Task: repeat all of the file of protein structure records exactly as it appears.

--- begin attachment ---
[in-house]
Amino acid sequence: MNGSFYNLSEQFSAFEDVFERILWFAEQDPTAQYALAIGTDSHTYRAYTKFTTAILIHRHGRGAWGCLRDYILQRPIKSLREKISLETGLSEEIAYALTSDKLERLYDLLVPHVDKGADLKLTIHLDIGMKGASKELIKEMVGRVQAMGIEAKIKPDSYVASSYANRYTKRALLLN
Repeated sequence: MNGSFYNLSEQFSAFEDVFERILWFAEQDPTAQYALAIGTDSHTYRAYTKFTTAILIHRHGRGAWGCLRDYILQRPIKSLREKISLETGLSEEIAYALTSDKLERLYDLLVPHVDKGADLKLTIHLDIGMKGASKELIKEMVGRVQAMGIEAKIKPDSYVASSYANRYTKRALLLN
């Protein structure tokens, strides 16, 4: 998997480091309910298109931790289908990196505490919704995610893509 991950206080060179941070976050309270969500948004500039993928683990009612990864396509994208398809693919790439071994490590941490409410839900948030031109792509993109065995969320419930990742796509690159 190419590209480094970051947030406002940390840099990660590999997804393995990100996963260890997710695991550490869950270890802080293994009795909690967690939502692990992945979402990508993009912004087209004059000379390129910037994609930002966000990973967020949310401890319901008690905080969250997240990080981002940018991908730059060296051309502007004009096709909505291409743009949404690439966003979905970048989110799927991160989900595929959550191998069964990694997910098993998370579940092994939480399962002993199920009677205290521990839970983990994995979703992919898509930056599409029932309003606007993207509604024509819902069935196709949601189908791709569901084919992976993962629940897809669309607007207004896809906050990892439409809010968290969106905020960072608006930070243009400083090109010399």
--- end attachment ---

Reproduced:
[in-house]
Amino acid sequence: MNGSFYNLSEQFSAFEDVFERILWFAEQDPTAQYALAIGTDSHTYRAYTKFTTAILIHRHGRGAWGCLRDYILQRPIKSLREKISLETGLSEEIAYALTSDKLERLYDLLVPHVDKGADLKLTIHLDIGMKGASKELIKEMVGRVQAMGIEAKIKPDSYVASSYANRYTKRALLLN
Repeated sequence: MNGSFYNLSEQFSAFEDVFERILWFAEQDPTAQYALAIGTDSHTYRAYTKFTTAILIHRHGRGAWGCLRDYILQRPIKSLREKISLETGLSEEIAYALTSDKLERLYDLLVPHVDKGADLKLTIHLDIGMKGASKELIKEMVGRVQAMGIEAKIKPDSYVASSYANRYTKRALLLN
């Protein structure tokens, strides 16, 4: 998997480091309910298109931790289908990196505490919704995610893509 991950206080060179941070976050309270969500948004500039993928683990009612990864396509994208398809693919790439071994490590941490409410839900948030031109792509993109065995969320419930990742796509690159 190419590209480094970051947030406002940390840099990660590999997804393995990100996963260890997710695991550490869950270890802080293994009795909690967690939502692990992945979402990508993009912004087209004059000379390129910037994609930002966000990973967020949310401890319901008690905080969250997240990080981002940018991908730059060296051309502007004009096709909505291409743009949404690439966003979905970048989110799927991160989900595929959550191998069964990694997910098993998370579940092994939480399962002993199920009677205290521990839970983990994995979703992919898509930056599409029932309003606007993207509604024509819902069935196709949601189908791709569901084919992976993962629940897809669309607007207004896809906050990892439409809010968290969106905020960072608006930070243009400083090109010399």